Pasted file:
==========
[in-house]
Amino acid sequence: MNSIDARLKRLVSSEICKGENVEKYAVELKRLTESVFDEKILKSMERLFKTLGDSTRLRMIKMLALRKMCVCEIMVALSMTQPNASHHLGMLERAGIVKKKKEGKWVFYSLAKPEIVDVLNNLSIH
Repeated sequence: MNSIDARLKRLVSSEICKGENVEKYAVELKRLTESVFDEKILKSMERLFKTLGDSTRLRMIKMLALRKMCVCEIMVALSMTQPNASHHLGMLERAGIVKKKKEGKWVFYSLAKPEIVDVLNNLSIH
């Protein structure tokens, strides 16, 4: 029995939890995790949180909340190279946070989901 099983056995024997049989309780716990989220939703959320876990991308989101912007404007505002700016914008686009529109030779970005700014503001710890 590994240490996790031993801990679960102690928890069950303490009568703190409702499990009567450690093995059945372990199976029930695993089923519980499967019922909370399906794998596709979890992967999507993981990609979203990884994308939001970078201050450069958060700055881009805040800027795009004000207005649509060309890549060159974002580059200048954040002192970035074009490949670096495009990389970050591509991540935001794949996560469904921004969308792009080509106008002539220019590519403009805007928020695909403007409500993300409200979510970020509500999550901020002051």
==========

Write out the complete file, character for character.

[in-house]
Amino acid sequence: MNSIDARLKRLVSSEICKGENVEKYAVELKRLTESVFDEKILKSMERLFKTLGDSTRLRMIKMLALRKMCVCEIMVALSMTQPNASHHLGMLERAGIVKKKKEGKWVFYSLAKPEIVDVLNNLSIH
Repeated sequence: MNSIDARLKRLVSSEICKGENVEKYAVELKRLTESVFDEKILKSMERLFKTLGDSTRLRMIKMLALRKMCVCEIMVALSMTQPNASHHLGMLERAGIVKKKKEGKWVFYSLAKPEIVDVLNNLSIH
């Protein structure tokens, strides 16, 4: 029995939890995790949180909340190279946070989901 099983056995024997049989309780716990989220939703959320876990991308989101912007404007505002700016914008686009529109030779970005700014503001710890 590994240490996790031993801990679960102690928890069950303490009568703190409702499990009567450690093995059945372990199976029930695993089923519980499967019922909370399906794998596709979890992967999507993981990609979203990884994308939001970078201050450069958060700055881009805040800027795009004000207005649509060309890549060159974002580059200048954040002192970035074009490949670096495009990389970050591509991540935001794949996560469904921004969308792009080509106008002539220019590519403009805007928020695909403007409500993300409200979510970020509500999550901020002051």